One possibility was to outsource this work to a contractor, and had we done so it is certain that the 'operative' would not have earned more than the minimum wage. In addition he/she would have had to drive in or out of Wivenhoe four times daily - four unnecessary road journeys.

    We believe that we have struck a fair balance.

    We have identified a programme of work to upgrade the toilet and car park area, which is looking run down at present, and this will be done before the area is handed over in a clean state to the new staff to look after it.

    Please also remember two other things:

    1. That the history of this is that Colchester Borough Council would have closed the toilets down had WTC not stepped in.

    2. That WTC is spending public money to achieve this and there may be residents who would feel that paying £10.00 per hour for essentially unskilled work was poor stewardship.

    Thanks.

    MikeNewton

    No it wasn't a wind up. 

    It isn't unreasonable to think that a person who is better motivated will perform a task better!

    I don't care what commercial organisations are paying locally, that has absolutely no bearing on this. You are making an apples with oranges comparison.

    with respect to point 1 - why is this relevant?
    with respect to point 2 - the key word here is 'may' indicating you don't actually know

    I understand that you (plural) don't want to be frivolous with the council's money, but at the same time an extra £2.50 an hour could make a significant difference when it comes to customer acquisition for local businesses.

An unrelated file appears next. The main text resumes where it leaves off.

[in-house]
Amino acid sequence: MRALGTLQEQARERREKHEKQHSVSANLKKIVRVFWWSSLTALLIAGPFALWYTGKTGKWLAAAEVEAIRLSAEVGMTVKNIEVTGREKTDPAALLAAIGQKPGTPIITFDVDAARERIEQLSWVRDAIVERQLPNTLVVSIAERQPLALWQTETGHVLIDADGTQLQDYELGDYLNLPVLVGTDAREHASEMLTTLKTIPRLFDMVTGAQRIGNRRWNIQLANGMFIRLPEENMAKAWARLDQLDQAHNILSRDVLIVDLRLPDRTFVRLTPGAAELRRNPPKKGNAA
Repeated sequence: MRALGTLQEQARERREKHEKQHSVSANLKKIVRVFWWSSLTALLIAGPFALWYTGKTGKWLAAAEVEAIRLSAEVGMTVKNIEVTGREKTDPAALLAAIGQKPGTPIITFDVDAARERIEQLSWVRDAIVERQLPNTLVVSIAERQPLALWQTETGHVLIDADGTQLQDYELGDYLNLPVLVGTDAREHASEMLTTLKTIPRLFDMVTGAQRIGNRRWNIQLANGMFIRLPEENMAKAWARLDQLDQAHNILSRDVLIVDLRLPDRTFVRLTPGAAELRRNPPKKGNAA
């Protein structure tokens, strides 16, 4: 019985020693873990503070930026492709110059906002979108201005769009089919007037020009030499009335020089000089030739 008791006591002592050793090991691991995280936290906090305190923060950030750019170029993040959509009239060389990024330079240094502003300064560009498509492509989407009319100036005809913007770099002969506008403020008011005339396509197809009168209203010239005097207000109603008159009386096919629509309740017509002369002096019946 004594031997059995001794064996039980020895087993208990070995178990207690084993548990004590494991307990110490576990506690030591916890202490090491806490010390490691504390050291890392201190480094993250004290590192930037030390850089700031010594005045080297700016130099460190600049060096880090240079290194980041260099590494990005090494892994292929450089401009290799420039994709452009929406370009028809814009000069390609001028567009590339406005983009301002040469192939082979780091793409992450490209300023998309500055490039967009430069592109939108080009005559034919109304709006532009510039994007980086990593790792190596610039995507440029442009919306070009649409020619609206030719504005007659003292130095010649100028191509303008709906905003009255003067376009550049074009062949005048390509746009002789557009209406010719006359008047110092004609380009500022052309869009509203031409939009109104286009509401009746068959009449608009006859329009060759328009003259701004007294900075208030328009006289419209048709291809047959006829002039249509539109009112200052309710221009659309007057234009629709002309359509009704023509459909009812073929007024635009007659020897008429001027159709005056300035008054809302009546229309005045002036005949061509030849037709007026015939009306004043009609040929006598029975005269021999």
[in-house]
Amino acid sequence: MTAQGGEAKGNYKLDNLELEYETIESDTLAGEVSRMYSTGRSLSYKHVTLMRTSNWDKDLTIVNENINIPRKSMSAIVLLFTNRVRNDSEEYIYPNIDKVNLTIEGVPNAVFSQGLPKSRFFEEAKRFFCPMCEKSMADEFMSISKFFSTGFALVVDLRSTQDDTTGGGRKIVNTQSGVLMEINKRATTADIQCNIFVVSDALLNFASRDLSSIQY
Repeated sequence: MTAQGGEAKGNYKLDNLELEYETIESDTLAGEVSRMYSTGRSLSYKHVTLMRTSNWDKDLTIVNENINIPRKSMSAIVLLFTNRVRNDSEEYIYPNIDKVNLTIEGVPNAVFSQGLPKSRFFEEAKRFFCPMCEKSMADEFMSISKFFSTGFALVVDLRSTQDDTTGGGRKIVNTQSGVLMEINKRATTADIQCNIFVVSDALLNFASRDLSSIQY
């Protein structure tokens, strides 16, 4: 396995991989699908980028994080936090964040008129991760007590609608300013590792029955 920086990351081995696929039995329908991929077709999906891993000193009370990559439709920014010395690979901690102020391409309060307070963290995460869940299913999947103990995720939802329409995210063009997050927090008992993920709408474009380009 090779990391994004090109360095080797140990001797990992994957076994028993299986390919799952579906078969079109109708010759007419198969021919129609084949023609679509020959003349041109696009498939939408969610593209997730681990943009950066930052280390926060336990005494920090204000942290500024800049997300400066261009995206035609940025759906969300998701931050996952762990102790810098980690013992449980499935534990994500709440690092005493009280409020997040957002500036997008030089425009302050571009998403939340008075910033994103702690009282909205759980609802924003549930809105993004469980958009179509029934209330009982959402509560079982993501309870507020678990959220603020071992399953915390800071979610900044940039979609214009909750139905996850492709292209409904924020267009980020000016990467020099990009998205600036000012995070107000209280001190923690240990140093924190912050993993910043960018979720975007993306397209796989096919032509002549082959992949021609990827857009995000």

I see frequent complaints about wivenhoe becoming a dormitory town - the only way to reverse this is to support local businesses.

    Sparkling loos are part of this bigger picture.
  • edited April 6
    And this is why I have the utmost respect for those in the WTC. Damned if you do, damned if you don't.
  • I echo what Bertie has said. There's another string or two on this forum which seem to have focussed on giving elected WTC volunteers a lack of respect aka a kicking. Had the pay offered been higher then negative comments related to "spending tax payers money" would be expected. If you want to change things then stand! I appreciate the efforts put in by WTC people but don't agree with everything they do. That's life. Plus my pension hasn't increased anything like the WTC council tax this year so I appreciate WTC being somewhat penny wise. PPS everyone knows that money isn't a motivator unless its a commission based role so that aspect of the discussion is passé. 
  • Bertie is right here.


  • I see no evidence of 'a kicking' on this thread.  Just a straightforward discussion of the merits and other wise of paying a Living Wage vs the Minimum Wage.  I agree with Treestump that it is about respect and valuing all workers - plus, as has been mentioned, an extra £32 a month goes a long way for some folk.  Public bodies should lead the way with this.
  • PPS everyone knows that money isn't a motivator unless its a commission based role so that aspect of the discussion is passé. 
    This isn't true: if you feel like you are being appropriately valued in a role you will perform better.

     It may be true to say money isn't the only motivator, but it is one of the easiest ones to control for.

    I'm not having a go at WTC, i would just like to see an environment in which local businesses are supported. That support can take many forms. 

  • "It may be true to say money isn't the only motivator, but it is one of the easiest ones to control for."
    Very short lived in my opinion

  • Maybe so, but that doesn't invalidate what i am saying
  • So how is that job advert at £7.50 an hour working out for you guys?
  • There are no easy answers to these questions, and no doubt the pros and cons are weighing upon the minds of many organisations right now. But when the benefits of paying the living wage are so high, can we  afford not to?

    The living wage is an independent Movement of businesses, organisations and people who believe a fair day’s work deserves a fair day’s pay.